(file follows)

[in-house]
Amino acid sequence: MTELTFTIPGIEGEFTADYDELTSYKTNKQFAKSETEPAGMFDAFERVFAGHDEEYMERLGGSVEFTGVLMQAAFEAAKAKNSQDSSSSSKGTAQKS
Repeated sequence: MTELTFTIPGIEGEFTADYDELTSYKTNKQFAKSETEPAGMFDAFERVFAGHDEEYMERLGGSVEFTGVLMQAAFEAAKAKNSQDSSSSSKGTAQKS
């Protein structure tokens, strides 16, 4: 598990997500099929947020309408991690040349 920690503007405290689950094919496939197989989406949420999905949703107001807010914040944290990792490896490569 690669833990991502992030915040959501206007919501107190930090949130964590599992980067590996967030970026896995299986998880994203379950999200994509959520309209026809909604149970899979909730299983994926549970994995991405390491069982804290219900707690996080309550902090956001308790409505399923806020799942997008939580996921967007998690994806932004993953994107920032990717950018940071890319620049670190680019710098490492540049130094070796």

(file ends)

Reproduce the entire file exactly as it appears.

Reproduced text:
[in-house]
Amino acid sequence: MTELTFTIPGIEGEFTADYDELTSYKTNKQFAKSETEPAGMFDAFERVFAGHDEEYMERLGGSVEFTGVLMQAAFEAAKAKNSQDSSSSSKGTAQKS
Repeated sequence: MTELTFTIPGIEGEFTADYDELTSYKTNKQFAKSETEPAGMFDAFERVFAGHDEEYMERLGGSVEFTGVLMQAAFEAAKAKNSQDSSSSSKGTAQKS
């Protein structure tokens, strides 16, 4: 598990997500099929947020309408991690040349 920690503007405290689950094919496939197989989406949420999905949703107001807010914040944290990792490896490569 690669833990991502992030915040959501206007919501107190930090949130964590599992980067590996967030970026896995299986998880994203379950999200994509959520309209026809909604149970899979909730299983994926549970994995991405390491069982804290219900707690996080309550902090956001308790409505399923806020799942997008939580996921967007998690994806932004993953994107920032990717950018940071890319620049670190680019710098490492540049130094070796």